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Phylogenetic Analysis and Fluorescence In Situ Hybridization Detection of Archaeal and Bacterial Endosymbionts in the Anaerobic Ciliate Trimyema Compressum

Shinzato, Naoya, Watanabe, Ichiro, Meng, Xian-Ying, Sekiguchi, Yuji, Tamaki, Hideyuki, Matsui, Toru, Kamagata, Yoichi
Microbial ecology 2007 v.54 no.4 pp. 627-636
Firmicutes, Methanobrevibacter, cytoplasm, endosymbionts, fermentation, fluorescence, hosts, phylogeny, ribosomal RNA, sterols, symbiosis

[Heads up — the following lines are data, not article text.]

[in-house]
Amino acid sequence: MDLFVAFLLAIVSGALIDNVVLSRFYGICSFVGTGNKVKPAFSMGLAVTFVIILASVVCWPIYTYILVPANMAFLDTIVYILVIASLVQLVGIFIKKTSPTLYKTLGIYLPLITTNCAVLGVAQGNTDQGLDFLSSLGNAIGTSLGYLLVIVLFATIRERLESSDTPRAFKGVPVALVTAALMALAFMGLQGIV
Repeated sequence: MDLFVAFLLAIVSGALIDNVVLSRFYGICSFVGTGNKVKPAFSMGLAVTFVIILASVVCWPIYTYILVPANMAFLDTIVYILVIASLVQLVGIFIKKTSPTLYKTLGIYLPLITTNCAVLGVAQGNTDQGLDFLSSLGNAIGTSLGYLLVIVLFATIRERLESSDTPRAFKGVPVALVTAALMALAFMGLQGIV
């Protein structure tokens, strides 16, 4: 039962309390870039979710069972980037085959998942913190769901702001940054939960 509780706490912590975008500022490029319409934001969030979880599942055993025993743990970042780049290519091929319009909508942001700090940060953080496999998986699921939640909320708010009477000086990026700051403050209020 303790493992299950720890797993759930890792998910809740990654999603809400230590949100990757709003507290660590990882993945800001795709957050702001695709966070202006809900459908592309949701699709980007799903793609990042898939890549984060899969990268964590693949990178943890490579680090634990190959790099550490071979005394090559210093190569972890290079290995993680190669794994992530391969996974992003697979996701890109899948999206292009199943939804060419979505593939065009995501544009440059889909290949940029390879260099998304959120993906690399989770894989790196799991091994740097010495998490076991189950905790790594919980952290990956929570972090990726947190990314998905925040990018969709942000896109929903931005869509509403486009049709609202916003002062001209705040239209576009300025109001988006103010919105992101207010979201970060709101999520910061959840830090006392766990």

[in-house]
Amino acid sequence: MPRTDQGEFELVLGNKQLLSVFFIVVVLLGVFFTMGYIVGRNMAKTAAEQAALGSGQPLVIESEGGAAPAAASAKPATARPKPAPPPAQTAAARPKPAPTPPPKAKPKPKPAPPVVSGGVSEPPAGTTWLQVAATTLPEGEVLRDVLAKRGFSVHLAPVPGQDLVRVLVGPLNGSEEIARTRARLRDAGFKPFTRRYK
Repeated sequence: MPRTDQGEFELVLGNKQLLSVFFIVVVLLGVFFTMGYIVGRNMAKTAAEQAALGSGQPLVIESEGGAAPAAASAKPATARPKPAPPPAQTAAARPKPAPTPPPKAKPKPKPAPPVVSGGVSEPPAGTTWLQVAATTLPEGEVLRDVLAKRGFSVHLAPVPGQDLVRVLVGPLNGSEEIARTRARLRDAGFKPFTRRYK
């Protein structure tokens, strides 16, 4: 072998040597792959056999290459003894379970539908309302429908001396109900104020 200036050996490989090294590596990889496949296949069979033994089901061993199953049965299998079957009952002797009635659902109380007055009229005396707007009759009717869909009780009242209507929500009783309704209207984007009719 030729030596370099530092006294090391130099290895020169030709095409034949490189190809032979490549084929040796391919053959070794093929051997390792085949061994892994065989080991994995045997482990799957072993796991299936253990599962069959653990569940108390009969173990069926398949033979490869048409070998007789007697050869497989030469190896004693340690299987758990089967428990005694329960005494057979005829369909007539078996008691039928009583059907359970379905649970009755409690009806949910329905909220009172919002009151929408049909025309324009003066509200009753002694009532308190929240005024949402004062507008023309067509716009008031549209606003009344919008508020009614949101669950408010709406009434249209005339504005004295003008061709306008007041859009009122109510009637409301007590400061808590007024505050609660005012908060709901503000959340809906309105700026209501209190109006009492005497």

The anaerobic free-living ciliate, Trimyema compressum, is known to harbor both methanogenic archaeal and bacterial symbionts in the cytoplasm. To clarify their phylogenetic belongings, a full-cycle rRNA approach was applied to this symbiosis. Phylogenetic analysis showed that the methanogenic symbiont was related to Methanobrevibacter arboriphilicus, which was distantly related to symbionts found in other Trimyema species. This result suggested that Trimyema species do not require very specific methanogenic symbionts, and symbiont replacement could have occurred in the history of Trimyema species. On the other hand, the bacterial symbiont was located near the lineage of the family Syntrophomonadaceae in the phylum Firmicutes. The sequence similarity between the bacterial symbiont and the nearest species was 85%, indicating that bacterial symbionts may be specific to the Trimyema species. The elimination of bacterial symbionts from the ciliate cell by antibiotic treatment resulted in considerably decreased host growth. However, it was not restored by stigmasterol addition (<2 μg ml-¹), which was different from the previous report that showed that the symbiont-free strain required exogenous sterols for growth. In addition, the decline of host growth was not accompanied by host metabolism shift toward the formation of more reduced products, which suggested that the contribution of bacterial symbionts to the host ciliate was not a dispose of excessive reducing equivalent arising from the host's fermentative metabolism as methanogenic symbionts do. This study showed that bacterial symbionts make a significant contribution to the host ciliate by an unknown function and suggested that interactions between bacterial symbionts and T. compressum are more complicated than hitherto proposed.